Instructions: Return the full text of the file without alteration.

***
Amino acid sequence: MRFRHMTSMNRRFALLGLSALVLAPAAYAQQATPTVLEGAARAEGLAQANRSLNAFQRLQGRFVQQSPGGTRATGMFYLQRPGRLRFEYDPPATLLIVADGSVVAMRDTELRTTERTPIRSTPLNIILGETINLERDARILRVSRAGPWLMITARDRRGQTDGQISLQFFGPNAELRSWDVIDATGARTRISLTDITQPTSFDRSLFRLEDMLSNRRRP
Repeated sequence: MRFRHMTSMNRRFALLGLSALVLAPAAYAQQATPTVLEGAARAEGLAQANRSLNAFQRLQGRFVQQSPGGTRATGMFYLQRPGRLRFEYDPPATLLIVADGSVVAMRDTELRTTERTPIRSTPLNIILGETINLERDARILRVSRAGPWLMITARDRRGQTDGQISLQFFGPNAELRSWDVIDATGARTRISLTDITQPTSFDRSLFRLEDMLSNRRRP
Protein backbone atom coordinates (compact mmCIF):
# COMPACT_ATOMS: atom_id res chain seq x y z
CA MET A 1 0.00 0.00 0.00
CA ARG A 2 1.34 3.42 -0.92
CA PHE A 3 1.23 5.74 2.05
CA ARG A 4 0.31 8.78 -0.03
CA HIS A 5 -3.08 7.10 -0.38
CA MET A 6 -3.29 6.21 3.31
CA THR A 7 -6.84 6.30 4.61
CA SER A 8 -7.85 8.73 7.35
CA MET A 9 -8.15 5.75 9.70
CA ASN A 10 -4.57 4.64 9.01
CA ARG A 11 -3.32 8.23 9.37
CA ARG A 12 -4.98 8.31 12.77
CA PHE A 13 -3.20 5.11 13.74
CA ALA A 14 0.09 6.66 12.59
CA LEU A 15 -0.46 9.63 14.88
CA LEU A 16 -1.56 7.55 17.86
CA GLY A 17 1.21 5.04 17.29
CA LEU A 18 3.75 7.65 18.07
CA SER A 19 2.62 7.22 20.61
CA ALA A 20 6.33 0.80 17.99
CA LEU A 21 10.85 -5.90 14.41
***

Amino acid sequence: MRFRHMTSMNRRFALLGLSALVLAPAAYAQQATPTVLEGAARAEGLAQANRSLNAFQRLQGRFVQQSPGGTRATGMFYLQRPGRLRFEYDPPATLLIVADGSVVAMRDTELRTTERTPIRSTPLNIILGETINLERDARILRVSRAGPWLMITARDRRGQTDGQISLQFFGPNAELRSWDVIDATGARTRISLTDITQPTSFDRSLFRLEDMLSNRRRP
Repeated sequence: MRFRHMTSMNRRFALLGLSALVLAPAAYAQQATPTVLEGAARAEGLAQANRSLNAFQRLQGRFVQQSPGGTRATGMFYLQRPGRLRFEYDPPATLLIVADGSVVAMRDTELRTTERTPIRSTPLNIILGETINLERDARILRVSRAGPWLMITARDRRGQTDGQISLQFFGPNAELRSWDVIDATGARTRISLTDITQPTSFDRSLFRLEDMLSNRRRP
Protein backbone atom coordinates (compact mmCIF):
# COMPACT_ATOMS: atom_id res chain seq x y z
CA MET A 1 0.00 0.00 0.00
CA ARG A 2 1.34 3.42 -0.92
CA PHE A 3 1.23 5.74 2.05
CA ARG A 4 0.31 8.78 -0.03
CA HIS A 5 -3.08 7.10 -0.38
CA MET A 6 -3.29 6.21 3.31
CA THR A 7 -6.84 6.30 4.61
CA SER A 8 -7.85 8.73 7.35
CA MET A 9 -8.15 5.75 9.70
CA ASN A 10 -4.57 4.64 9.01
CA ARG A 11 -3.32 8.23 9.37
CA ARG A 12 -4.98 8.31 12.77
CA PHE A 13 -3.20 5.11 13.74
CA ALA A 14 0.09 6.66 12.59
CA LEU A 15 -0.46 9.63 14.88
CA LEU A 16 -1.56 7.55 17.86
CA GLY A 17 1.21 5.04 17.29
CA LEU A 18 3.75 7.65 18.07
CA SER A 19 2.62 7.22 20.61
CA ALA A 20 6.33 0.80 17.99
CA LEU A 21 10.85 -5.90 14.41